Churchill calls an early ‘riders up’ for Derby jockeys

Churchill calls an early ‘riders up’ for Derby jockeys
Photo: Eclipse Sportswire

Jockeys who are based out of state at tracks such as Saratoga and Del Mar will be faced with a tough choice if they want to take part in the Kentucky Derby or Kentucky Oaks.

Churchill Downs confirmed Monday what had been expected by jockeys and their agents around the country: Riders must be in the state no later than Aug. 24, a full 12 days before the Derby, so that they may be tested more than once for the coronavirus.

“That would allow a minimum two sets of tests before they get into the jocks room,” Churchill Downs Racetrack President Kevin Flanery said on a conference call with horsemen Monday afternoon. “We are looking at that particular component and some additional opportunities for testing the jocks and the valets to be sure that we are keeping them as safe as possible and that we don’t create an environment where there’s a quick spread of the virus in the jocks' room.”

Flanery said that the early-arrival requirement mirrors restrictions on the comings and goings of jockeys at Saratoga. Without getting specific, he also referenced last month’s surge of coronavirus positives in Southern California as a reason for the tightening of the rules.

There already has been pushback from the jockeys.

“I’m sure I’ll make it,” two-time Derby winner and Honor A. P.’s rider Mike Smith said in a text message Monday. “Just hoping they come up with a better plan. Would be better for everyone if we could just come in, test and ride. Think there’s a better chance of getting it having to stay there 10 days.”  

Trainer Bob Baffert, who was on Monday’s call, had the same opinion as Smith. He said the early-arrival mandate flies in the face of Flanery’s stated desire for added safety.

“Wouldn’t you think it would be better to have these jockeys come in as late as possible?” Baffert asked Flanery. “The longer you have them there, there’s the chance of them getting it during the week. I would feel you want jockeys to be less exposed to anything. I would let them come into the last minute, especially if they have (passed) a test.”

“Part of things we’re grappling with is they are coming from jurisdictions where a recommended 14-day quarantine is in place,” Flanery said in response. “We’re trying to balance that with the (Kentucky authorities) who allow us to move forward, trying to take their counsel and incorporate that into what we’re doing. I’m going to be very realistic. We’re trying to figure out what the safest way to do it is, and there will be disagreements and differing opinions with regard to that.”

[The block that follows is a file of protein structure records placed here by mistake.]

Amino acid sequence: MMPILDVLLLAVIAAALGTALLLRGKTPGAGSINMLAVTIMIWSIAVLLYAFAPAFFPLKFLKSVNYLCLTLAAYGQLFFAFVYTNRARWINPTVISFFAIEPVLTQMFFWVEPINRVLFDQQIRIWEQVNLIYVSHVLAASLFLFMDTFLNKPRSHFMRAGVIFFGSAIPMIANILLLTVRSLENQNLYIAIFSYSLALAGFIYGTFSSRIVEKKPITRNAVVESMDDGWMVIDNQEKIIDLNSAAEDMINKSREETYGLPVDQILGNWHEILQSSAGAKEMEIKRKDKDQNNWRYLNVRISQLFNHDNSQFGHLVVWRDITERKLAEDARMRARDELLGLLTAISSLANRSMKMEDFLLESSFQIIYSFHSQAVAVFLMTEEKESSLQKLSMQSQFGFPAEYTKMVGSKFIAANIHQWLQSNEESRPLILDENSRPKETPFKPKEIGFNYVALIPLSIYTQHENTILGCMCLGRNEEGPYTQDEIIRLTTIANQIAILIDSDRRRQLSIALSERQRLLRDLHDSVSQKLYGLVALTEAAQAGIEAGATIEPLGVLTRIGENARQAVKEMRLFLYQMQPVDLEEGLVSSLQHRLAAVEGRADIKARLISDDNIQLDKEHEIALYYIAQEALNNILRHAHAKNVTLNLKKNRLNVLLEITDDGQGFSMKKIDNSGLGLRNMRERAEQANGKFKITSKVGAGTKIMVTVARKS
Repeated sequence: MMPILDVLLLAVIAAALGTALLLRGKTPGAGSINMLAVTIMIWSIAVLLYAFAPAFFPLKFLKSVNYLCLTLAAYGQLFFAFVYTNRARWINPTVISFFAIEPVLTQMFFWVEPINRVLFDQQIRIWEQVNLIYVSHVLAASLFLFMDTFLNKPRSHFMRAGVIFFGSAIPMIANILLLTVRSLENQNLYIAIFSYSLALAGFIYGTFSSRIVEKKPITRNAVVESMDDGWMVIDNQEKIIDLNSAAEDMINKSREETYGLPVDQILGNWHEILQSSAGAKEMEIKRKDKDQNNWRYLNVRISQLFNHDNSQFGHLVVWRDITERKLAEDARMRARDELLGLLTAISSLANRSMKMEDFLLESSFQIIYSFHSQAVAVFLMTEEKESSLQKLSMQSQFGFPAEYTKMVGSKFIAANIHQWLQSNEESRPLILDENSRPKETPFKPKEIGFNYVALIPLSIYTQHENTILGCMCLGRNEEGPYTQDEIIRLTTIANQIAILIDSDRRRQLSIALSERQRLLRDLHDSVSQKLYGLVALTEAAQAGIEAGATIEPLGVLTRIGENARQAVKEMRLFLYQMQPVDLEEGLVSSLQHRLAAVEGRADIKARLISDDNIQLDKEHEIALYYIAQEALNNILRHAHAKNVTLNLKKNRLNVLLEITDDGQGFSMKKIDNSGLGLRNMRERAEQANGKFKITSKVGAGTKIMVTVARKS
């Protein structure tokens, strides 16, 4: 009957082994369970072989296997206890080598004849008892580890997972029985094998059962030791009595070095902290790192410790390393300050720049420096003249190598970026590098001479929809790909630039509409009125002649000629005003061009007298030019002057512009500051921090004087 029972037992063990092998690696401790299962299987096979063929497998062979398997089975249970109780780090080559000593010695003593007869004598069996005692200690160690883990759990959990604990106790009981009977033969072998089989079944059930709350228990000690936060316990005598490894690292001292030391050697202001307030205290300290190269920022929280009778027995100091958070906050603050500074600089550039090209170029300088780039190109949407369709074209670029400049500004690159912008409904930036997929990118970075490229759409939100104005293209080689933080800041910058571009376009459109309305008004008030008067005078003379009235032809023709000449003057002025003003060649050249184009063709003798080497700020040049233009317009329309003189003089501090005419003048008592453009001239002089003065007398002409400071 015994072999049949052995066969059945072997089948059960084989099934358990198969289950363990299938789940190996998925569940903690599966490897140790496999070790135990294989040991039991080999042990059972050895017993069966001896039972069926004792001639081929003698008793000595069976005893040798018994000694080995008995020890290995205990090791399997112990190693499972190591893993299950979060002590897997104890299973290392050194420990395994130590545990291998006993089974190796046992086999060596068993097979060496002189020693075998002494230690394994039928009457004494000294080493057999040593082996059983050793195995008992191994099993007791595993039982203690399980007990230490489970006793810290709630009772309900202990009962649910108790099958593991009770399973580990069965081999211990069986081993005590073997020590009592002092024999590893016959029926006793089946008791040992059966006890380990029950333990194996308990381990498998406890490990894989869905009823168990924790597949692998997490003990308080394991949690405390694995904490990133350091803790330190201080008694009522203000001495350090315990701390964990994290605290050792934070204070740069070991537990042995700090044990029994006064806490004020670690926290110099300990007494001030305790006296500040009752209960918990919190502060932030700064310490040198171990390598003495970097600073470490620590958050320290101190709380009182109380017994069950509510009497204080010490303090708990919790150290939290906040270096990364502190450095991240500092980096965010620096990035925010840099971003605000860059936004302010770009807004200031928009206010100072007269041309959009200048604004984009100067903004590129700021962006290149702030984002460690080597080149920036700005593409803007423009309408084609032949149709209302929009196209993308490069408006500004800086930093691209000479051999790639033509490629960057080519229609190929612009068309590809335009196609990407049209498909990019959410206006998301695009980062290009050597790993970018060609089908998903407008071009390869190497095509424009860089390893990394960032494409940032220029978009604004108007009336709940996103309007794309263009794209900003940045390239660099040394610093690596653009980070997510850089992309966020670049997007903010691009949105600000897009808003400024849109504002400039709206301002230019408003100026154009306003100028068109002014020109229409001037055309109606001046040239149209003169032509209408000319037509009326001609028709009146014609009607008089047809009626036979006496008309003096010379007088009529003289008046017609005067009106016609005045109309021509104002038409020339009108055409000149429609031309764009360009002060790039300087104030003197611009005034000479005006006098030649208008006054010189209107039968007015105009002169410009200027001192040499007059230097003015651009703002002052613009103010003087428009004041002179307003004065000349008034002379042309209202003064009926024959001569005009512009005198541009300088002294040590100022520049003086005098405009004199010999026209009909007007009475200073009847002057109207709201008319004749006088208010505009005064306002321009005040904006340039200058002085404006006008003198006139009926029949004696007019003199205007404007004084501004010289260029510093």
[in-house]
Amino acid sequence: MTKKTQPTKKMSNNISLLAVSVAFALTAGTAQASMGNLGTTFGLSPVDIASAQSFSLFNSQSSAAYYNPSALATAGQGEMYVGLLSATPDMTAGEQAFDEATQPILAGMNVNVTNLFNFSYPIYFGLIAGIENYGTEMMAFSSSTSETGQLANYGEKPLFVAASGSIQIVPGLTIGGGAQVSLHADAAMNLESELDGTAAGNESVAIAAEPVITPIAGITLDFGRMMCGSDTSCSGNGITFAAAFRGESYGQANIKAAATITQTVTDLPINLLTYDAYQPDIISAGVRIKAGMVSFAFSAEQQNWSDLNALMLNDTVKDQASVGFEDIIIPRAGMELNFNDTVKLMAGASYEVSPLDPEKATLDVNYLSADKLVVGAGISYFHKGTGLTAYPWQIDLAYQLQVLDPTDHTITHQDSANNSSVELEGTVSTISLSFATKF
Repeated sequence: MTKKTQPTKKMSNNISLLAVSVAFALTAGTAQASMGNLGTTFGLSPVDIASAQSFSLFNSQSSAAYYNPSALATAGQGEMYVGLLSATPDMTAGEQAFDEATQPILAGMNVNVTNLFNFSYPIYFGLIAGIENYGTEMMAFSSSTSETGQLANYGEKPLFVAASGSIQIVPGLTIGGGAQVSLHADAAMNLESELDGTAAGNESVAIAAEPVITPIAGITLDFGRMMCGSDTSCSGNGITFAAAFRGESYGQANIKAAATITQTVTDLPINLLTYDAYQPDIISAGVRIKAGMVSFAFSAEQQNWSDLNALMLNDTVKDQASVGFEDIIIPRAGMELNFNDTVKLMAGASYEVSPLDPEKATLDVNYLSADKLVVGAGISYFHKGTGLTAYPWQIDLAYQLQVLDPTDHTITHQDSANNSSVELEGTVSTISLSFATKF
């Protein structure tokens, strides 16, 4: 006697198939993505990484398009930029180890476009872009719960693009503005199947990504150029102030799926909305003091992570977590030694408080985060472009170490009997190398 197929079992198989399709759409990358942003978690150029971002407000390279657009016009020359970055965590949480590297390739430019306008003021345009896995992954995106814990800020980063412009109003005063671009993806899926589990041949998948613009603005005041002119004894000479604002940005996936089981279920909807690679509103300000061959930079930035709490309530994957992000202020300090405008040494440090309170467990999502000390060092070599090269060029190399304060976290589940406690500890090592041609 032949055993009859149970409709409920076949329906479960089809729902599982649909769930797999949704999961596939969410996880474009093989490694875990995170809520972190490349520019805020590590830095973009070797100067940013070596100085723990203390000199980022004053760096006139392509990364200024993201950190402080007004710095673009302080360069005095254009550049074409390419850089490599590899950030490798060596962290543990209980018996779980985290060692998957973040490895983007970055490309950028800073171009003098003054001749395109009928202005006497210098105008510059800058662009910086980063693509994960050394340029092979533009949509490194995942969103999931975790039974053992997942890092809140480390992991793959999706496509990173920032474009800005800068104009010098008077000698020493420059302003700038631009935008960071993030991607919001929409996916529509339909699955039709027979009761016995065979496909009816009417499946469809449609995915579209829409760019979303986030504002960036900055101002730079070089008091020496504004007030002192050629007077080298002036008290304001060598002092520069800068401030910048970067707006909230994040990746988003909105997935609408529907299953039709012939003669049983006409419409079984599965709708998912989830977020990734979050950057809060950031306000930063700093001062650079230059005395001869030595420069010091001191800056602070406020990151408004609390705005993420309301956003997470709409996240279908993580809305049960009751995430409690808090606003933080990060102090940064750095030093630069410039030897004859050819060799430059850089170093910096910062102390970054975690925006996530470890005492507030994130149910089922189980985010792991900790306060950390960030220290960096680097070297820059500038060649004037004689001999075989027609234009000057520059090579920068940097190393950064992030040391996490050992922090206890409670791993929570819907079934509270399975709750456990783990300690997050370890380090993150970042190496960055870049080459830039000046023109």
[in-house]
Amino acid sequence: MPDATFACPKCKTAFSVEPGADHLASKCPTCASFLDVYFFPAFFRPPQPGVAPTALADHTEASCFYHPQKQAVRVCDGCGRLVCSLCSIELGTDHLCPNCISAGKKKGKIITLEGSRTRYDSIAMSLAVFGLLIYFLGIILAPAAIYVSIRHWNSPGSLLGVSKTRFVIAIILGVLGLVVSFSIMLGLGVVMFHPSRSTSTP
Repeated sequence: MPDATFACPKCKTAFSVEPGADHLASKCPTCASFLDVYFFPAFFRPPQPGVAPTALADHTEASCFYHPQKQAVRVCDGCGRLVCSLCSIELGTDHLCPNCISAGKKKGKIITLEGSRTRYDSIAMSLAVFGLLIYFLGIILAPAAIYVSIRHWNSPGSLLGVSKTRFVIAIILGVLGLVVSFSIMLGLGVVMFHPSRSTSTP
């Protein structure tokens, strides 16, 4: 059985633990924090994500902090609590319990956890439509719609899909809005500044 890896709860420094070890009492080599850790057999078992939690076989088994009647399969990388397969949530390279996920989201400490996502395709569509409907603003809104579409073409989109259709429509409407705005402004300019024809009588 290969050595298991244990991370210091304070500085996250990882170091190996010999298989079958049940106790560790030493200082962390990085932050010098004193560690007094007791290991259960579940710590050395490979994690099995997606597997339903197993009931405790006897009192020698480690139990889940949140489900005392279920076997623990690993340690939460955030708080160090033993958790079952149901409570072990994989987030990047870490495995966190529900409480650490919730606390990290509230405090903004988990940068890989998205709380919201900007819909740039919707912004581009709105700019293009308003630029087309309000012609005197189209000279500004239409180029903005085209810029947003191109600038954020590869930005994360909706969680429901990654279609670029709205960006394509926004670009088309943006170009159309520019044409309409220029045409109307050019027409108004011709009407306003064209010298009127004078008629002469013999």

Flanery did allow for the possibility of changes in the new “jockey protocols” that were drawn up July 31, but he also indicated that they could be stricter with the requirement of additional tests. The rules as written require 
all riders competing during Derby week in September to take one test by 6 p.m. ET on Monday, Aug. 24, and a second before noon on Monday, Aug. 31. Anyone who tests positive would be required to self-quarantine for 10 days in order to be available for the Kentucky Oaks on Sept. 4 or the Derby on Sept. 5.

Anyone who has access to the jockeys' rooms also will be required to pass a test by Aug. 31. Churchill Downs is adding an auxiliary room to expand social distancing among the riders. The rooms will be off-limits to jockeys’ families and the media. Jockeys agents also have been told that they will not be allowed in the stable area during a “lockdown” time until after the running of the Derby on Sept. 5.

Flanery also said that only two owners per horse will be allowed in the stable area during Derby week.

By the end of the (spring) meet, we had two paddock passes for owners,” he said. “That will continue to be our protocol as we move forward. Around the 19th or 20th of August, we will lock the back side down. The only owners who will be allowed back there are two owners for Derby or Oaks horses. That’s our current thinking.”

Baffert called that “overkill” and said it was going to “take the fun completely out of the whole experience. You might as well have run in May. These owners, especially the horses running on Derby Day, they need to be able to come back there. And we’re all safe here in California. None of my owners got sick. We’re safe. We’re under control. We figured it out. If you say only two people can go back there, I think it’s going to be a big turnoff.”

“The Derby experience that you’re talking about is incredibly important,” Flanery told Baffert. “But we’ve got to have safety first.”

Jockey Flavien Prat, who landed last year’s Derby victory when Country House was promoted over the disqualified Maximum Security, said he has not decided whether he will leave Del Mar to take a ride this year at Louisville, perhaps on Authentic.

“They give the opportunity to every rider to ride on Derby weekend,” he said in a text message. “This is going to be a personal choice between not riding Derby weekend or giving up a lot of racing days.”

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